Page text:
Laura Jayne Accessories

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Buying Guide & FAQs

Hope this page answers all questions you have! 

Have we left something out? Let us know, we’re happy to help & would love to hear from you, drop a line to or call 416.944.2051. Stay up to date & subscribe to our newsletter at the footer of this page!

Q 1: How do I choose the right veil color? 

Veils are very sheer with little color, that way they tone in against the gown and color is not too concentrated when gathered or folded together. Our two most popular shades are ivory and eggshell.

Here’s an easy guide:

White: pure, bright white. Works well with gowns with the colour name “white” made of fabrics other than silk.

Eggshell: also often referred to as diamond white, or silk white, eggshell is very slightly off-white without any yellow tone. Pairs well with natural silk gowns in a white colour, as well as gowns with the colour name natural, diamond white, or pearl.  Eggshell is very neutral and tones against almost any gown shade, so if you’re unsure about matching this shade is a great option!

Ivory: Deeper in tone than eggshell, ivory is warmer, with a very slight creamy undertone. Pairs well with gowns with the color name ivory or candlelight.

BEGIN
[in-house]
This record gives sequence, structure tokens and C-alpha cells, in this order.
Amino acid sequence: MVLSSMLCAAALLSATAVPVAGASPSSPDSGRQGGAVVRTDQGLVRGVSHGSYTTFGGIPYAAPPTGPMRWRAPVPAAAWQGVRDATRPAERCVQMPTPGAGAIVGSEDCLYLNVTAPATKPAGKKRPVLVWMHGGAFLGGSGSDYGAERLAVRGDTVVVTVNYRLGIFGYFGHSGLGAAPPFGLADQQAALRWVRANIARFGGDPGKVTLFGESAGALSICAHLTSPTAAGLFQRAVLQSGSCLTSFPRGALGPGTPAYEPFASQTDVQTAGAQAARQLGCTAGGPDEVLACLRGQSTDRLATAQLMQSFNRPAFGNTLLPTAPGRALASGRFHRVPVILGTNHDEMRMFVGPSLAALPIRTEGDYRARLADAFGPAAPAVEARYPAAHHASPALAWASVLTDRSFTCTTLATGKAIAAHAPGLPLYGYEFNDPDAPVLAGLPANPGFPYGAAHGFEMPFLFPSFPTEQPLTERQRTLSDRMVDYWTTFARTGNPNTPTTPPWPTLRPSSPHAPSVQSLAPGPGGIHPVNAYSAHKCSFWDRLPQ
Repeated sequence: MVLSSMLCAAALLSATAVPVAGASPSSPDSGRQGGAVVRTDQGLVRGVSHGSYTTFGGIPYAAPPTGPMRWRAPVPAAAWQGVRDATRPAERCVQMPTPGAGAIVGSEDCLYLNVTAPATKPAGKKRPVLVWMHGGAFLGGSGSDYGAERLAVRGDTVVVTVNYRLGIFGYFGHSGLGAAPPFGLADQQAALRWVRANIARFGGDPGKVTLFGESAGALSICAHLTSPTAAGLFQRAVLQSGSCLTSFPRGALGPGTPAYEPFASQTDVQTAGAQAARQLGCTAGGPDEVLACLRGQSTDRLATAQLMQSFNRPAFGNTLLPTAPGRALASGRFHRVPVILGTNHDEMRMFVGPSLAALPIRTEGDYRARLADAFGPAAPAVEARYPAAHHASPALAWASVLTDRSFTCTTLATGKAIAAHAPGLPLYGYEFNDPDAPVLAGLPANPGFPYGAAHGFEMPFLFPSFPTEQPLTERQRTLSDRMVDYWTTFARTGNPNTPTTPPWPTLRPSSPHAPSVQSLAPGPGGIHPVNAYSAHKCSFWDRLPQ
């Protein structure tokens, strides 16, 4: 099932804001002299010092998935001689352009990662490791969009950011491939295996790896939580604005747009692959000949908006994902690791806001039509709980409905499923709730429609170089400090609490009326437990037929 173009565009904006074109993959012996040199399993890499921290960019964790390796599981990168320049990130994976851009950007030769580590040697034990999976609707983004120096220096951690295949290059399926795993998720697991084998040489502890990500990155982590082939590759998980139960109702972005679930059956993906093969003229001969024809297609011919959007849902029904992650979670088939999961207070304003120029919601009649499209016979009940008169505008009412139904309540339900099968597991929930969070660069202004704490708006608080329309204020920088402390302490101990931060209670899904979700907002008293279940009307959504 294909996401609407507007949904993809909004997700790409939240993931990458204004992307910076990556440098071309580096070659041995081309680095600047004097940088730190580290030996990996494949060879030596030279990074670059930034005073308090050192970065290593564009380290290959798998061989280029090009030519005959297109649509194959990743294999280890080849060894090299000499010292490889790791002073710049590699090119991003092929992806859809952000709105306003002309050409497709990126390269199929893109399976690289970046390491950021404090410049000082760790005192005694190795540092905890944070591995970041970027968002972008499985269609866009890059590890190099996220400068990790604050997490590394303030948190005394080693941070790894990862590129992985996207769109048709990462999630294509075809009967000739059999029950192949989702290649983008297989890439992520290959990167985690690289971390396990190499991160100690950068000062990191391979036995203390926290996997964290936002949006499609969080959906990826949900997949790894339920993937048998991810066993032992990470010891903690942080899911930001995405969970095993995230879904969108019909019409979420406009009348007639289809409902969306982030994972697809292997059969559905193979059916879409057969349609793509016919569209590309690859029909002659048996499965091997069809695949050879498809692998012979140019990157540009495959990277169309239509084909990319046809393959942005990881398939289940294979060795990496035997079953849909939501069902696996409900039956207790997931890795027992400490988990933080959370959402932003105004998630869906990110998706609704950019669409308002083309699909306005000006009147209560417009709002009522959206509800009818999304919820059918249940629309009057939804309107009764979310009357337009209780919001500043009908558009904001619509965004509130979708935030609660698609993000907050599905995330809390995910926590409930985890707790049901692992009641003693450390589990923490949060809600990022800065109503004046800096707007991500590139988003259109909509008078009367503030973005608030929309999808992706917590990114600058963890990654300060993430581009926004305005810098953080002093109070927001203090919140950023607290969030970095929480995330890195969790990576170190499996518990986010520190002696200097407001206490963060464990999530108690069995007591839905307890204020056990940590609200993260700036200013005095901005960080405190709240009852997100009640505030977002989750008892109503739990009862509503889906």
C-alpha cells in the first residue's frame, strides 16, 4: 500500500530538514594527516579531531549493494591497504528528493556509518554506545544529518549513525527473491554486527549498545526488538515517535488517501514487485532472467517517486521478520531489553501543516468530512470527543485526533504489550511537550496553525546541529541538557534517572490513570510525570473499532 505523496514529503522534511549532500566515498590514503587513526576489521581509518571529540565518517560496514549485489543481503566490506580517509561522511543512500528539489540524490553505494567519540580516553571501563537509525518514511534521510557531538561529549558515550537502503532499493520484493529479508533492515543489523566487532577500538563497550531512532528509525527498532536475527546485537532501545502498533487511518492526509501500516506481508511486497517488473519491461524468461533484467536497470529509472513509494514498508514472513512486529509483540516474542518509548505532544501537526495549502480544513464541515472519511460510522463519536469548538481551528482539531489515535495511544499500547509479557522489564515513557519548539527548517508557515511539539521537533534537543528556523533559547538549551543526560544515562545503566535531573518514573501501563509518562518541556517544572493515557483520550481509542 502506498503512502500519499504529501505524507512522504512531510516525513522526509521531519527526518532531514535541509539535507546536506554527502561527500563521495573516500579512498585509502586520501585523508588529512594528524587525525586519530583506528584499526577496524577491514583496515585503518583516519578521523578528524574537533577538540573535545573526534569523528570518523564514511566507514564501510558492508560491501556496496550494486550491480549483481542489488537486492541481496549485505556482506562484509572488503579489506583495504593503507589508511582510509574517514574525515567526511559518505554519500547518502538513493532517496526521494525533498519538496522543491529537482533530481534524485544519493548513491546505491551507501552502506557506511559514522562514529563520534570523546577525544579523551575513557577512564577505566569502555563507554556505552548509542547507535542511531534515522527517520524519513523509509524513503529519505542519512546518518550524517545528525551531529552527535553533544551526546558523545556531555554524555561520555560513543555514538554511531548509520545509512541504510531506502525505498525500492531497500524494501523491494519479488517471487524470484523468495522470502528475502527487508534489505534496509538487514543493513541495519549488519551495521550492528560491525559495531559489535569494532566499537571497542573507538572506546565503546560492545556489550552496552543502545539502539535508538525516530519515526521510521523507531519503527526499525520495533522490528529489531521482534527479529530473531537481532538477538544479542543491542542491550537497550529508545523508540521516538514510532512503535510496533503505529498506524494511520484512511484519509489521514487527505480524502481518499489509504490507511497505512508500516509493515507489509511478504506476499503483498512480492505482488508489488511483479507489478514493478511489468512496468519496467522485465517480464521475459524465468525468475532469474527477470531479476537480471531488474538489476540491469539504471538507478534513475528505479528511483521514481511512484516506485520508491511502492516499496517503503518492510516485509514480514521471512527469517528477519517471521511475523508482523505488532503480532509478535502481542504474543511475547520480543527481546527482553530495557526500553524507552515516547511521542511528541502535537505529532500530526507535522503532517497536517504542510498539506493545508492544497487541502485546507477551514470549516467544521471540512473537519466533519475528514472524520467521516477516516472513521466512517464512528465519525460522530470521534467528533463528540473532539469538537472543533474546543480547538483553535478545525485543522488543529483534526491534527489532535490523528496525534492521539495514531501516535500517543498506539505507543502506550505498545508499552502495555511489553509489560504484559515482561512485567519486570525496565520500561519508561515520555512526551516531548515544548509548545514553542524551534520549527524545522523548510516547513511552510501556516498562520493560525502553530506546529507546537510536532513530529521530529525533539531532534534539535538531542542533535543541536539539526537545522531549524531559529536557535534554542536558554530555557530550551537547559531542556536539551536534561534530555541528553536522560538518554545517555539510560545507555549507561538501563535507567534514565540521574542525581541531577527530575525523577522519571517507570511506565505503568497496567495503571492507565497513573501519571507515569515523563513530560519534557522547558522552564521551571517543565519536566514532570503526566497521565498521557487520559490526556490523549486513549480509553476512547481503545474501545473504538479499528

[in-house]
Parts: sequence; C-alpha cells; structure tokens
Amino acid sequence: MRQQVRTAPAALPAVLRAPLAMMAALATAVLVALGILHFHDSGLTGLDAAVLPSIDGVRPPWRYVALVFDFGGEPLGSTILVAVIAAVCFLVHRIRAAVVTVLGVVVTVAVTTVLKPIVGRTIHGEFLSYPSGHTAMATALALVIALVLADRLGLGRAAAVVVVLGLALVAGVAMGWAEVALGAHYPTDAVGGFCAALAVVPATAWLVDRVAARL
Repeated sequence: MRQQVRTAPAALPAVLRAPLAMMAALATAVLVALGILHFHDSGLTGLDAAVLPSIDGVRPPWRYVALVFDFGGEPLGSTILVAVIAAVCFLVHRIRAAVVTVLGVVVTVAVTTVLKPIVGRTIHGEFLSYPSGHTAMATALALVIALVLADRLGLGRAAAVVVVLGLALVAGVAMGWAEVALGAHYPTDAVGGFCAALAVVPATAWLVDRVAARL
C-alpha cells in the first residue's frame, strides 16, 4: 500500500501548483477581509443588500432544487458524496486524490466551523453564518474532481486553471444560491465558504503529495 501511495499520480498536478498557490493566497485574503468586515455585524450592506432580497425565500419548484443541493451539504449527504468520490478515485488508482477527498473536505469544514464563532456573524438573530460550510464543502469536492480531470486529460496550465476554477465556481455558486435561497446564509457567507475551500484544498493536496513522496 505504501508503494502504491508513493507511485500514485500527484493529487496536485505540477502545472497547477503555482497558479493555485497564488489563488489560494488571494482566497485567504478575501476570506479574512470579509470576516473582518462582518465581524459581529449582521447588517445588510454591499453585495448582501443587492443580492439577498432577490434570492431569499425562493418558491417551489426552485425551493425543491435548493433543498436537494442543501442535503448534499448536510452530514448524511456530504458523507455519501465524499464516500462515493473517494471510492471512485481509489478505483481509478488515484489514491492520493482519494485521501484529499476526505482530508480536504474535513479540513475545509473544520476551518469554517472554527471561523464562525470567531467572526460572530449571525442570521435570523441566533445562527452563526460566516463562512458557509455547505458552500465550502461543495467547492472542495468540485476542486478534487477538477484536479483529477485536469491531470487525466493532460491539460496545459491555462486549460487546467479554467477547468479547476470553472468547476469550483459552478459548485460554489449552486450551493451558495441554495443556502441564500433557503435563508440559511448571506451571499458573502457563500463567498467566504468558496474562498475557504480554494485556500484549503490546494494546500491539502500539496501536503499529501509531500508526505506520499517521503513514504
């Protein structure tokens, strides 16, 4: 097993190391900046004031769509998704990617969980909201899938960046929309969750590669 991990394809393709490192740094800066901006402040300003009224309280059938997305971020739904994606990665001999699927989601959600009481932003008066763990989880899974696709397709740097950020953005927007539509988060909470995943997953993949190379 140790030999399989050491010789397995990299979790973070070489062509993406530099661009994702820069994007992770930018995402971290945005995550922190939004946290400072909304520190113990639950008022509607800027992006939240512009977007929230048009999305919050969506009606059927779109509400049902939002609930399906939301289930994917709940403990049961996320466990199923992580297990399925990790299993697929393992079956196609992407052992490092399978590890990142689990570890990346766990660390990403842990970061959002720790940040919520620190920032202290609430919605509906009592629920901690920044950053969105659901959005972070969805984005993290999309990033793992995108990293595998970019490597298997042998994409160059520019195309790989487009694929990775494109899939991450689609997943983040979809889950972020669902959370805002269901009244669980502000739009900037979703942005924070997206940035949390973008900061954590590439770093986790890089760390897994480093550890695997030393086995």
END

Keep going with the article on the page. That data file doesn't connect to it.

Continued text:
Dark Ivory: In the same family as ivory, only a couple of shades deeper. Dark ivory is a great option for gowns that tend toward a creamier tone, or sometimes textured fabrics like brocade or silk Mikado where the texture deepens the appearance of the colour. If the colour name of your gown is cream, or it’s a deep ivory tone, this is the one for you!

Oyster: Like a very light sand or taupe color, oyster works beautifully with gowns that have champagne, vintage silver/pewter, gold, or rose-blush accents, or gowns of the color name antique. The undertone of this tulle creates a warm, rich effect.

Sorbet: This tulle is a pale pink with a warm, slightly peach undertone. Think of a satin ballet slipper- this is the tone. Works well with warm-toned blush gowns, if your gown tends more towards a rose-blush, opt for oyster or eggshell.

Still unsure & need help? Reach out via with your gown designer name, gown style, fabric type, and color name (what the designer calls it) and we’ll be happy to help.

Measure your waist (or where you want the belt to sit) over your gown, with 2 fingers under the tape. Do not cinch the tape, it should be comfortable. If you are not able to measure with your gown, take your natural waist (or where you want to wear the belt) and add 2”. Always round up.
For the most comfort on your wedding day, it’s best to have the belt lightly sewn to the gown to avoid sliding and turning.

Q.: How do I know my belt size?

    Belt size measurements: 

    XS (24”)

    S (26”)

    M (28”)

    ML (30”)

    L (32”)

    XL (34”)